this should result in a corresponding 75% weight reduction in the containment structure given the same materials.
Did P&W choose to use cheap and heavy materials for their fan case compared to GE? or did their nacelle team overengineer the fan case?
Regarding the heat coming from the gearbox; it is not a problem.
The fan drive gear system (FDGS) has a dual-stage fan-driven oil pump
that works with the journal oil shuttle valve (JOSV) to form an integrated
oil system, supplying oil to the FDGS journal bearings during normal,
windmill, and negative-G conditions. A variable oil reduction valve
(VORV) supplies pressurized oil from the engine oil system during
normal operation. The VORV controls the amount of oil supplied based
on engine power settings.
The dual stage pump continuously draws oil from a dedicated auxiliary
reservoir and compartment sump located in the front bearing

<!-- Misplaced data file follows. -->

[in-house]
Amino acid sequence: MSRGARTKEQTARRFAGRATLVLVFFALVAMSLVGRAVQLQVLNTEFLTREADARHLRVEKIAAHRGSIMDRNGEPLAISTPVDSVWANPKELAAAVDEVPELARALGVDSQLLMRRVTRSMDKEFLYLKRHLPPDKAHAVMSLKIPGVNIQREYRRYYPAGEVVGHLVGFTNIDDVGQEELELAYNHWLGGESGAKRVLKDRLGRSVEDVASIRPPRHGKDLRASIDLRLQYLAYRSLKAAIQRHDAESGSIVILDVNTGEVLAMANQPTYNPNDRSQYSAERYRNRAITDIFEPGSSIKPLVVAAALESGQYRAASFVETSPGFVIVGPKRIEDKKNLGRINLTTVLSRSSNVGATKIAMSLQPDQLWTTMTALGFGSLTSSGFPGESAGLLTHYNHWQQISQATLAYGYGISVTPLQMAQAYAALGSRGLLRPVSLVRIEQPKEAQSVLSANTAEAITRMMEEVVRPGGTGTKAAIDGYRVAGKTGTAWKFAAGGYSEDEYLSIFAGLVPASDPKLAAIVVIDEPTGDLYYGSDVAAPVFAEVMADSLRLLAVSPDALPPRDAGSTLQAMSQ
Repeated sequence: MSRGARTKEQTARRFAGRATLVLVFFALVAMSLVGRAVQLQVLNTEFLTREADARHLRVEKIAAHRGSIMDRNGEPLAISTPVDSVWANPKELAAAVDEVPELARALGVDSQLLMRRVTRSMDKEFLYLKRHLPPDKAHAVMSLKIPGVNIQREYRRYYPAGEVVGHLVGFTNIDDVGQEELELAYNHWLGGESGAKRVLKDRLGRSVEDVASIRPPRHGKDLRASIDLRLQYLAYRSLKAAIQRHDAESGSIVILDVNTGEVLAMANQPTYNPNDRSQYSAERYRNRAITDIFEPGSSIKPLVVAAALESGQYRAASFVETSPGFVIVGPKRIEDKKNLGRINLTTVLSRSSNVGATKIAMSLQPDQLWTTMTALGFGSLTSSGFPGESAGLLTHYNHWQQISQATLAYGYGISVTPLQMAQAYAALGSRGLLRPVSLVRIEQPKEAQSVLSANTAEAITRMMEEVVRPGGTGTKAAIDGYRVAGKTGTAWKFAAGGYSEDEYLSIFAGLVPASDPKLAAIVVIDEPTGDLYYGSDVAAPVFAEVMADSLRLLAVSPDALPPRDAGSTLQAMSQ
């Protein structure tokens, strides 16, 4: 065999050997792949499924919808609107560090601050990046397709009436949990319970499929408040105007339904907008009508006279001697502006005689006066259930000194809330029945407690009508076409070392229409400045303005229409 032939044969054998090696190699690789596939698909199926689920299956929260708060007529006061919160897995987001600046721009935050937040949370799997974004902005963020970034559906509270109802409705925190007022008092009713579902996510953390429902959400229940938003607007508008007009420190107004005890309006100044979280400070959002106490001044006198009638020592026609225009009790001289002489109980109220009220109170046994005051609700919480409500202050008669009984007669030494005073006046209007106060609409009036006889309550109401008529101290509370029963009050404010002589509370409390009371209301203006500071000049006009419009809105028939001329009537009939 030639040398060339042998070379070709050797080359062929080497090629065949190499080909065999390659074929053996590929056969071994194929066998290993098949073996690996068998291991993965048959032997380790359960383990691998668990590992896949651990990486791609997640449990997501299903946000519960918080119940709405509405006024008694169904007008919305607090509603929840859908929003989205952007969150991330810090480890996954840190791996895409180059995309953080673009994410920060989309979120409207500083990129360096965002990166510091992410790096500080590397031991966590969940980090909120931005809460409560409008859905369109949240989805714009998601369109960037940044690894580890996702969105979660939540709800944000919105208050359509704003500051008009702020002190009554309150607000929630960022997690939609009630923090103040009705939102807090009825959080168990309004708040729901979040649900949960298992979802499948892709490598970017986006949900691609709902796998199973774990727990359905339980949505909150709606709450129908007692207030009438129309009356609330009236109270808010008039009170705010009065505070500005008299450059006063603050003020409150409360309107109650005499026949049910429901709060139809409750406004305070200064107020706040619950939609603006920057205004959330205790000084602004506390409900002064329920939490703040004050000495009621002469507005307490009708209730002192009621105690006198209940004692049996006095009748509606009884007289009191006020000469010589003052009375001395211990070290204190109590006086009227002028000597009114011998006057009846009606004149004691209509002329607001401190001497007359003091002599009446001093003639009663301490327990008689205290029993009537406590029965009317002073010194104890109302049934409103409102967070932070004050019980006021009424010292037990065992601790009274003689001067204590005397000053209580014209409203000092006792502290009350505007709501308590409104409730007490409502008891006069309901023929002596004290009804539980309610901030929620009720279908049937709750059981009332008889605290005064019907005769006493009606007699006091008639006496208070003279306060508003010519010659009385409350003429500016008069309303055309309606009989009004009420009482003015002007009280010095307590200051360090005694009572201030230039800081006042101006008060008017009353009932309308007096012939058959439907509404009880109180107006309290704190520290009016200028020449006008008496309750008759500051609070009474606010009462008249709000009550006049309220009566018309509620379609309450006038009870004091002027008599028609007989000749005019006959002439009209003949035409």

compartment. The pump is installed in the no. 1 and no. 1.5 bearing
support, and provides the journal bearings with an alternate oil supply
during engine windmilling and negative-G conditions. It is turned by the
fan drive shaft and rotates at fan speed.
The front bearing compartment contains two sumps that return oil back
to the main oil tank from the components in the front bearing
compartment. The sump, at the bottom of the front bearing
compartment, also acts to supply oil to the journal bearings during
windmill conditions. In normal operation the sump oil is scavenged and
returned to the oil tank by the fan-driven oil pump.
A secondary sump collects oil from the FDGS via an oil collection gutter.
And as I said already, this secondary sump in the front compartment supplies oil during negative-G events. In normal operation, the fan-driven oil pump scavenges the oil and returns it to the oil tank.
The thermal management system, consisting of three heat exchangers,
ensures that engine oil and fuel temperatures are maintained within
Sounds complex, but it’s not… and it is very effective !
…and the Turbomeca Aspin 1, in 1952, was the first geared turbofan… never put in production !
The gearbox has to be able to transmit the full power of the engine without melting, but that’s only take-off. Most of the time it’d be run at much reduced power settings, whilst the aircraft is cruising.